James Burbidge

"Don't be afraid to go for your first coaching role, you don't need to be the best player to be useful to that group of players."

What's your background in Ultimate?

I was introduced to the sport by a GB junior in my hall of residence during fresher's week at Uni. I captained the club in my 3rd year and started to enjoy running training sessions then. When I moved down to London I played with a few different mid-level open clubs and ended up captaining Ka-pow! to 4th at Nationals. That year I had also started coaching the SYC women's team and that double duty was too much, so I committed to SYC for the following seasons, with the goal of qualifying for and competing at WUCC. The achievement of that, with that group of players has been the most rewarding part of my "career" so far!

How did you start coaching?

Ultimate is at a stage where basically all (or, when I was doing it) captains are also coaches. So 3rd year at Uni I started leading training sessions etc. I started coaching without playing when I started working with SYC - I had been thinking about putting myself forward to them over the off-season and then they asked for formal applications. I did that, and had a slightly odd interview and got the "job".

Who are you coaching now?

I am currently one of the coaches for the GB u24 Women's team. Previously I coached SYC for 4 years.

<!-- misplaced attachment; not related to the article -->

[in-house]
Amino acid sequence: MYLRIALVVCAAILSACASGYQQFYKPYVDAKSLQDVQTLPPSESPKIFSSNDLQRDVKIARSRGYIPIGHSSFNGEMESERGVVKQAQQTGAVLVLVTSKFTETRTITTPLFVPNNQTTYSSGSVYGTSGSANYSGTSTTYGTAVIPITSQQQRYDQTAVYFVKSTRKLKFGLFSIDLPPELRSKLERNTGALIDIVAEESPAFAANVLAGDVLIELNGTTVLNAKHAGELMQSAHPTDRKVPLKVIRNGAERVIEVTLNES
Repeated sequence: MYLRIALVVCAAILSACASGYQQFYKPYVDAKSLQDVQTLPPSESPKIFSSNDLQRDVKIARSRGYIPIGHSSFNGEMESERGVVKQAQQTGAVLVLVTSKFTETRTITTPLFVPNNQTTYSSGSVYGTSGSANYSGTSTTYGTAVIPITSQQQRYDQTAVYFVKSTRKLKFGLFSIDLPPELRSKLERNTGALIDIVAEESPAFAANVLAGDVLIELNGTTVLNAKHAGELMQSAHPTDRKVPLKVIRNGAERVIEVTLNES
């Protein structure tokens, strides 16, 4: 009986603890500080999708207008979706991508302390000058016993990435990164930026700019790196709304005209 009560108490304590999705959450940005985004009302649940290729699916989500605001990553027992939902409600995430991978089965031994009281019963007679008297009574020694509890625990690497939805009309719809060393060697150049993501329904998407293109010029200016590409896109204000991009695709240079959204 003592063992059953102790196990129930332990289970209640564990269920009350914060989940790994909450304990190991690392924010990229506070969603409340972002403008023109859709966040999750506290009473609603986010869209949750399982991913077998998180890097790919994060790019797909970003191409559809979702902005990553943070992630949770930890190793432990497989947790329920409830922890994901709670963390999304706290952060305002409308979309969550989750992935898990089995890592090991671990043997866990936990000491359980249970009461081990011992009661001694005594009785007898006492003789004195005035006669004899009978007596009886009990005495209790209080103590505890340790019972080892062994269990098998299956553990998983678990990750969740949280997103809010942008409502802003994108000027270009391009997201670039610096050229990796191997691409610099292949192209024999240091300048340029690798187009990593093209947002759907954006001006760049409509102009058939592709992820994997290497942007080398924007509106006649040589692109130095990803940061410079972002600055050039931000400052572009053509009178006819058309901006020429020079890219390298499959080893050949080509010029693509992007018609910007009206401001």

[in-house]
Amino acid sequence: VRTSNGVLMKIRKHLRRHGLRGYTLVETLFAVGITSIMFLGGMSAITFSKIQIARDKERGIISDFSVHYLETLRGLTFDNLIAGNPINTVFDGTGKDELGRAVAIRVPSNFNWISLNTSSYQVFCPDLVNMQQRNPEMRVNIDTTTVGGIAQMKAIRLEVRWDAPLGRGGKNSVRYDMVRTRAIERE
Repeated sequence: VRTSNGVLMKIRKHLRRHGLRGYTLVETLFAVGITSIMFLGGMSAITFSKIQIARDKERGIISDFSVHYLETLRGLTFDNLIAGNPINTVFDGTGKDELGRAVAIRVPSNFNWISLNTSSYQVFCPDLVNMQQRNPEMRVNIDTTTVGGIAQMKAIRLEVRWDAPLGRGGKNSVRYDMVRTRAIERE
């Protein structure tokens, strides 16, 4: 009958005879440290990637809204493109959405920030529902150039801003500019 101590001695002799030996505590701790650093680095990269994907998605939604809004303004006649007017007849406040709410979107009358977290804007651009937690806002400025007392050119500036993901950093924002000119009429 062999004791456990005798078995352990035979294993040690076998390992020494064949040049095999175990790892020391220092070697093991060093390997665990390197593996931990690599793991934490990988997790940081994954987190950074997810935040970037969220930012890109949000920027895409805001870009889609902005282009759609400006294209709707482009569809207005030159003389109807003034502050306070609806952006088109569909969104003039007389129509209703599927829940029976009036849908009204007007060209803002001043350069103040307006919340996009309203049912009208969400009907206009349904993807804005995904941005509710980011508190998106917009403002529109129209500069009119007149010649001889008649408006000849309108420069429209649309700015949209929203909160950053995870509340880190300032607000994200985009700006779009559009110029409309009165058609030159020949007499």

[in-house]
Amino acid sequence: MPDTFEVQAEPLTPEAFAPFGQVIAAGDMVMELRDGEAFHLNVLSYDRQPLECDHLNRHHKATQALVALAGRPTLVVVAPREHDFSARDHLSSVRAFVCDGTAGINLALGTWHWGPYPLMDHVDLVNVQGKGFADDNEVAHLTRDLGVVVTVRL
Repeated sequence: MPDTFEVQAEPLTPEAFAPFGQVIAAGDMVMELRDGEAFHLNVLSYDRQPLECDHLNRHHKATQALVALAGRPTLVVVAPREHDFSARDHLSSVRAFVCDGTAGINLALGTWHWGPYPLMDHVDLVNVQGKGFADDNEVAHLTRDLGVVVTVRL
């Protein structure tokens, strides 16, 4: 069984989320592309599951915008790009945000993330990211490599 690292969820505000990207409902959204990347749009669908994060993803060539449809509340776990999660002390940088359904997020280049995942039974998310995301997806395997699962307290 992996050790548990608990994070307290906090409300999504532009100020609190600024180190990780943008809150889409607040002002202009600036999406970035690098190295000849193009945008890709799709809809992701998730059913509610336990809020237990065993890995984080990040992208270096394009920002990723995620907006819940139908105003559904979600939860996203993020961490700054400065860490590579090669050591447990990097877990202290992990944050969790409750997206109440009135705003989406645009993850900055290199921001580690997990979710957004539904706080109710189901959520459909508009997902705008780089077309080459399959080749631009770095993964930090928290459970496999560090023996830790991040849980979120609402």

Why do you coach Ultimate?

I really enjoying leading training sessions. I enjoy seeing people's skills improve, I enjoy seeing a team come together and become one unit. I got some of that from captaining, but always compromised by having to also focus on my own performance. Coaching gives me the freedom to do the bit I enjoy more (and am probably/hopefully better at).

What do you enjoy most about coaching Ultimate?

Seeing the hard work a player puts into their game paying off. Seeing a player execute something in a game we talked about in training and come over buzzing with excitement about it. Seeing a team come together around a plan, with the same energy and play as one. Being part of a group of people working hard towards the same goal.

What’s been your coaching highlight to date?

Semi-finals of UK Nationals against Bristol Women in the qualification year for WUCC. We knew there was only 1 spot guaranteed to the country, but we thought it likely there would be 2, so we played that like it was our game-to-go and we executed under pressure. In the end there were 3 spots.

What are your top three tips for a new coach getting started?

Don't be afraid to go for your first coaching role - you don't need to be the best player to be useful to that group of players.

Get good captains, trust them, delegate to them, be lead by them.

It can be overwhelming when you start, so keep it simple and just work on a few key areas until you get positive change.

Any other tops tips?

Get feedback from the team in a structured way where they can be honest. You don't need to to what they suggest though.

Don't confuse symptoms with the actual problem. This can be a broken drill, tournament tactics, emotions, anything. Your job is to read through the obvious symptoms and get to the underlying problem.

Admit when you don't know something and work through it as a group.

Be prepared, but build flexibility into your preparation.

It's easy (and important) to highlight what someone did wrong, but much more rewarding to highlight what people are doing right.

No team has ever been good enough at sideline resets!

What’s coming up next for you?

World U24s this summer - then who knows?